COVID-19 Exposes Food First Policy
Covid-19 (Coronavirus) was classified by the World Health Organization this week as a pandemic. The aggressive infection rate has forced unprecedented decisions, Italy is on ‘lock down’, President Trump has issued a travel ban on traffic originating in Europe… cancellations of major sporting events. Although Barbados has not reported its first case up to the time of updating the blog, neighbouring English speaking countries have not been so ‘lucky’.
It seems now is a perfect time to place on the agenda the discussion about FOOD SECURITY or to borrow from the late Carmeta Fraser’s lexicon, FOOD FIRST. From the inception of Barbados Underground in 2007 we have had vigorous debate about the need to integrate food production into a service based economy. To date it has been given lip service by successive governments.
We have been producing a type of economist and academic at Cave Hill who are singularly of the view that if it is cheaper to import food, it is better to concentrate on earning forex to procure our food. It is only when we have disruption to global supply chains that we are stunned into realizing such an approach is not sustainable in a world locked at the hip. The technocrats refer to it as globalization. What makes the situation interesting with the Coronavirus is that CHINA, one of the world’s supplier of food and other commodities, is the main source of the disruption.
In today’s press there is an advertisement of former CLICO lands for lease by the takeover company. It will hammer home the realization again that we have available land space to help ourselves to produce food.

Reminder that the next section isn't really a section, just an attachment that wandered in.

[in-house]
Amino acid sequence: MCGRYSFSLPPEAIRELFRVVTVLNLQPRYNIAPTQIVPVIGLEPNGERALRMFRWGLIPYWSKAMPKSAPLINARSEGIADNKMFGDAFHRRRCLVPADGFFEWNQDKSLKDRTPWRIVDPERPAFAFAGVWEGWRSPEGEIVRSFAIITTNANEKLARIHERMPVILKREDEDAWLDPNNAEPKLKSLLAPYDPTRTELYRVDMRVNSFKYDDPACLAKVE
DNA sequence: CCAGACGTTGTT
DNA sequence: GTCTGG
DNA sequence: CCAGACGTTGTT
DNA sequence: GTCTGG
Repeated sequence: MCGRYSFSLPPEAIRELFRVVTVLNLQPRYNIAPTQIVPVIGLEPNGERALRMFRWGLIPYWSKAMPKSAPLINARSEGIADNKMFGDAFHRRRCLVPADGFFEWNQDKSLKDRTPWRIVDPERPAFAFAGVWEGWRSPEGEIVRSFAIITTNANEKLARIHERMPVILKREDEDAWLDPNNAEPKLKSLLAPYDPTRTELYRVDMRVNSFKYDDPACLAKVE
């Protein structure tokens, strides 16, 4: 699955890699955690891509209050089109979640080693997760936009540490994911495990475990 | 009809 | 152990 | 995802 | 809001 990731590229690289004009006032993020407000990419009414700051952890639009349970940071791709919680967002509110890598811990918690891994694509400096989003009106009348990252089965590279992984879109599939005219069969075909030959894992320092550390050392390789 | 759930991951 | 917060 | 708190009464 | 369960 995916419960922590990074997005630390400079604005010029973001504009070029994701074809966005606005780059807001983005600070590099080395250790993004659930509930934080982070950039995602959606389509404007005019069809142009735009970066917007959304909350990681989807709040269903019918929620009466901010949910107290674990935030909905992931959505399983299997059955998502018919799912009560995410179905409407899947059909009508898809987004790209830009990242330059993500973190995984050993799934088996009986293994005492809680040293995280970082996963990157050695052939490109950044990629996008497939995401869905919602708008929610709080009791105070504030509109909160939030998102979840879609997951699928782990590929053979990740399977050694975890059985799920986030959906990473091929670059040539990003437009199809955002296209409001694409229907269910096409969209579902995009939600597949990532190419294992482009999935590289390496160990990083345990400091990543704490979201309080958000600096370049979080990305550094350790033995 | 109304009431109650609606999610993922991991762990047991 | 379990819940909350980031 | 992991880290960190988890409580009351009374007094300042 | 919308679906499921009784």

Some will argue Barbados will never be self sufficient in food production – cost of production is too high, however, there is a level of comfort knowing that a country is helping itself to feed its population. We subsidize tourist travel to Barbados to the tune of millions. There is a comfort knowing that there is a level of local food production to mitigate when disruption to world production is negatively impacted. The current Minister of Agriculture and his predecessors can pontificate about policy as much as they want, the proof is always in the eating and as often as the blogmaster scans the Central Bank reports, there has been no measurable increase in the output numbers in the agriculture sector since Adam was a lad. The blogmaster accepts that Agrofest is a good show to take the family for the annual lime of the year.
As an old BU family member use to post, ‘are we there yet‘?
Will we allow another crisis to escape us?
Now is a time for the government to shape relevant policy and for the private sector to execute on the policy and change the way we are to solve our problems.
To borrow from another BU commenter, ‘Will our leaders please stand up‘?